You suggest I am projecting a western reality by asking my questions, but I'm not convinced that is so. How is my question more eastern or western than Zhuangzi's question about the butterfly? It strikes me as presumptuous for a modern, monolingual (correct me if I'm wrong about that) American who has never lived in Asia--much less ancient Asia--to conclude that somehow Daoist thought precludes the kind of question I ask, when abundant evidence suggests to us that throughout history many people we look back on and call Daoists were very interested in asking all sorts of questions. Given where you're standing in 2018 Minnesota, unless your teepee has a time travel function, I have to ask: really, how the hell would you know where long dead people's lines of inquiry would stop, and why? During the Warring States period, when Laozi and Confucius and countless other teachers wandered from place to place teaching, people were certainly not all in agreement about much of anything--one can pick up any book with "諸子百家" in its subtitle and see plenty of primary source evidence that the idea of some unified way of viewing the world that can be called "traditionally Chinese" is not based in actual historical fact. Heck, the doctors over the centuries couldn't even decide just how many zang and fu organs there were!  

 

Anyway, while you seem to base many of your conclusions on the notion that Daoists got their ideas from observing the heavenly bodies (which some of them certainly did do), I base many of my conclusions on the notion that Daoists also got ideas from going "inwards" into stillness and finding something so original that it is not even contingent upon the existence of this planet, this sun and moon, and even the long dead first stars that supplied the dust that those later things are made of.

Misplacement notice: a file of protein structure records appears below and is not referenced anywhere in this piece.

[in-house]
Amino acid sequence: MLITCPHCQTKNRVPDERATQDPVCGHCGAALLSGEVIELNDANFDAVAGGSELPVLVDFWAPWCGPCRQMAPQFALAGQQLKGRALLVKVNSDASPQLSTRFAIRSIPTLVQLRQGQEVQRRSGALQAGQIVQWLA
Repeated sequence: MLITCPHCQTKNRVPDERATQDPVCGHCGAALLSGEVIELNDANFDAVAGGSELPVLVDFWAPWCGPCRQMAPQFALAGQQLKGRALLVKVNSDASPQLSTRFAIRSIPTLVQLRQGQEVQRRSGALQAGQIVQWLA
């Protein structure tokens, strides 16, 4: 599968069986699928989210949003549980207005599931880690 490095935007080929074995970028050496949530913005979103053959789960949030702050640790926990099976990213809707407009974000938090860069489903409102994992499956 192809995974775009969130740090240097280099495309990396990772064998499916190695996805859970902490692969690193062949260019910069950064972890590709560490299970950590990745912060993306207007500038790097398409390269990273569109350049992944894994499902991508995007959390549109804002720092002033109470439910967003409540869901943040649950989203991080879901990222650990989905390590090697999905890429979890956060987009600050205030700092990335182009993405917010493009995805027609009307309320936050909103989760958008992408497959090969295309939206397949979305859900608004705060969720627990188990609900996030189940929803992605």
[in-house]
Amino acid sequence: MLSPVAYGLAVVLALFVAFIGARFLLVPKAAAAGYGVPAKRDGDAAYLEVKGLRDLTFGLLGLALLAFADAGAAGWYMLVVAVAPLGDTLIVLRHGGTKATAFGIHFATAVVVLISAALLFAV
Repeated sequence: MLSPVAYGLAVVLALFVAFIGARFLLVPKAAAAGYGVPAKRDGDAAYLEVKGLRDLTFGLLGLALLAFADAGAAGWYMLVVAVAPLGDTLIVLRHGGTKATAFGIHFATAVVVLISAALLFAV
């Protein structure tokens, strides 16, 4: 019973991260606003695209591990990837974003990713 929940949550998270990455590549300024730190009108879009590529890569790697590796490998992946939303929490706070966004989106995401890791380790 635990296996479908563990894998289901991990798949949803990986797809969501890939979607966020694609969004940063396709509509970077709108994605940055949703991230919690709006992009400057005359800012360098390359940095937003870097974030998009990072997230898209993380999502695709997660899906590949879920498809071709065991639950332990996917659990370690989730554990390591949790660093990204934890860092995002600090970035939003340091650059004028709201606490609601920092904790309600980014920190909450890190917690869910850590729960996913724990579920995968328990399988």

As Laozi put it right there in the Daodejing, they found something 先天地生: "before + heaven + earth + born." It cannot be named, Laozi said, but if forced to give it a name...

 

You're well read but you're quoting an endless list of non-Daoist books written by non-Daoist authors to back up your thesis. Given your deep interest in Daoism, doesn't it ever cross your mind that you might want to learn classical Chinese and start working directly with the tradition you're commenting on? There are a few millennia worth of books waiting for you, to say nothing of the living oral tradition, which can still be found by those who look for it. Even if this path isn't for you, though, might I suggest that you reread Laozi and Zhuangzi from time to time, and when doing so, with no intent to "figure out" what they're trying to say? Instead, just let the words into your mind, and then let go. Reading like this isn't my idea--many an old Daoist teacher suggests taking this approach from time to time. 

 

For the record, Red Pine did not say "qi is not emptiness." He said that Daoists are not interested in or don't talk about emptiness--something to that effect.

Drew,

 

Everything you said is worthy of contemplation but ultimately you haven't convinced me that the term "Dao" solely describes the unique environment of planet earth and humanity's relationship to it.